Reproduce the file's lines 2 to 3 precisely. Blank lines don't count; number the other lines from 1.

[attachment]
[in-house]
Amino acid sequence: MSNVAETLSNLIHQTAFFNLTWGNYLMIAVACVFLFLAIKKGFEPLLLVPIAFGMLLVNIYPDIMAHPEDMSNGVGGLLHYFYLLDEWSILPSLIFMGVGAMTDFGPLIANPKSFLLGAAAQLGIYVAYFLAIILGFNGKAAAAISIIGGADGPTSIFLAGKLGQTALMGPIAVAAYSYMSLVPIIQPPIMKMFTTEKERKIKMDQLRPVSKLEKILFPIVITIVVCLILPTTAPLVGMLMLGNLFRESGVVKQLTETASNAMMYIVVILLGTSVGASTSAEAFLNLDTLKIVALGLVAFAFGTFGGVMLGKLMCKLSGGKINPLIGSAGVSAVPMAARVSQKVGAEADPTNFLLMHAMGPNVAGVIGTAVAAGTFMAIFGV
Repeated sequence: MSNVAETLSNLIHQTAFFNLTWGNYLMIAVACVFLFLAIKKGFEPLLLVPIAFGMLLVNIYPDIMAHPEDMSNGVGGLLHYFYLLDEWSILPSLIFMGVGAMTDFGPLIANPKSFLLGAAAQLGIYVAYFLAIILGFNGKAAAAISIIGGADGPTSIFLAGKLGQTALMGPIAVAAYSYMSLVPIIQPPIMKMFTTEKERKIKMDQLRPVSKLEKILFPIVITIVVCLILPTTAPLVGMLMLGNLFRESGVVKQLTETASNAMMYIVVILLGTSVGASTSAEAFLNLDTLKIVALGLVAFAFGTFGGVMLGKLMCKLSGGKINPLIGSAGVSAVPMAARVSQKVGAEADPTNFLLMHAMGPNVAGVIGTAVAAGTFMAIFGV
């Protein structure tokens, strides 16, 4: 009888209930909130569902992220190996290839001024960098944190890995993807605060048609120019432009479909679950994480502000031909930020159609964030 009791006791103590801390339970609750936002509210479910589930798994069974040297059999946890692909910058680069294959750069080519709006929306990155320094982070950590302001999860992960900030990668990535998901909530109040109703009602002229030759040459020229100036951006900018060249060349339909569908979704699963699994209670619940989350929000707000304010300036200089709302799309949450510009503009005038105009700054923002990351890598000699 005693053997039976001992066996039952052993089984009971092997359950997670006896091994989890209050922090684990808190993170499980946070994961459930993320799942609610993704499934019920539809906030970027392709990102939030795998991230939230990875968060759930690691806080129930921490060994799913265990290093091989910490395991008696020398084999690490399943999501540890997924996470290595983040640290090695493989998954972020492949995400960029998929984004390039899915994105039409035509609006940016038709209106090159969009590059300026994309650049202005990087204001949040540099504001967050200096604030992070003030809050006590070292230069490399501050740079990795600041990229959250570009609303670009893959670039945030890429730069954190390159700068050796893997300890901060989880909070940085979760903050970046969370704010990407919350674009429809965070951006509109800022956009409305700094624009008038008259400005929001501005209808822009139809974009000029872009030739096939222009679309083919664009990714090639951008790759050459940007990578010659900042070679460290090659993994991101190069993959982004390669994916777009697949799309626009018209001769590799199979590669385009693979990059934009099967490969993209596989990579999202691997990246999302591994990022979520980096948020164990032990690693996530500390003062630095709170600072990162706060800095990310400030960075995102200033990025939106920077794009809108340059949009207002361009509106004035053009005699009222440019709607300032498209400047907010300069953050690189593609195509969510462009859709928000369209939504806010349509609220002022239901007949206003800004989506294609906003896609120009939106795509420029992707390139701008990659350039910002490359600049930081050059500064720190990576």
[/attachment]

Amino acid sequence: MSNVAETLSNLIHQTAFFNLTWGNYLMIAVACVFLFLAIKKGFEPLLLVPIAFGMLLVNIYPDIMAHPEDMSNGVGGLLHYFYLLDEWSILPSLIFMGVGAMTDFGPLIANPKSFLLGAAAQLGIYVAYFLAIILGFNGKAAAAISIIGGADGPTSIFLAGKLGQTALMGPIAVAAYSYMSLVPIIQPPIMKMFTTEKERKIKMDQLRPVSKLEKILFPIVITIVVCLILPTTAPLVGMLMLGNLFRESGVVKQLTETASNAMMYIVVILLGTSVGASTSAEAFLNLDTLKIVALGLVAFAFGTFGGVMLGKLMCKLSGGKINPLIGSAGVSAVPMAARVSQKVGAEADPTNFLLMHAMGPNVAGVIGTAVAAGTFMAIFGV
Repeated sequence: MSNVAETLSNLIHQTAFFNLTWGNYLMIAVACVFLFLAIKKGFEPLLLVPIAFGMLLVNIYPDIMAHPEDMSNGVGGLLHYFYLLDEWSILPSLIFMGVGAMTDFGPLIANPKSFLLGAAAQLGIYVAYFLAIILGFNGKAAAAISIIGGADGPTSIFLAGKLGQTALMGPIAVAAYSYMSLVPIIQPPIMKMFTTEKERKIKMDQLRPVSKLEKILFPIVITIVVCLILPTTAPLVGMLMLGNLFRESGVVKQLTETASNAMMYIVVILLGTSVGASTSAEAFLNLDTLKIVALGLVAFAFGTFGGVMLGKLMCKLSGGKINPLIGSAGVSAVPMAARVSQKVGAEADPTNFLLMHAMGPNVAGVIGTAVAAGTFMAIFGV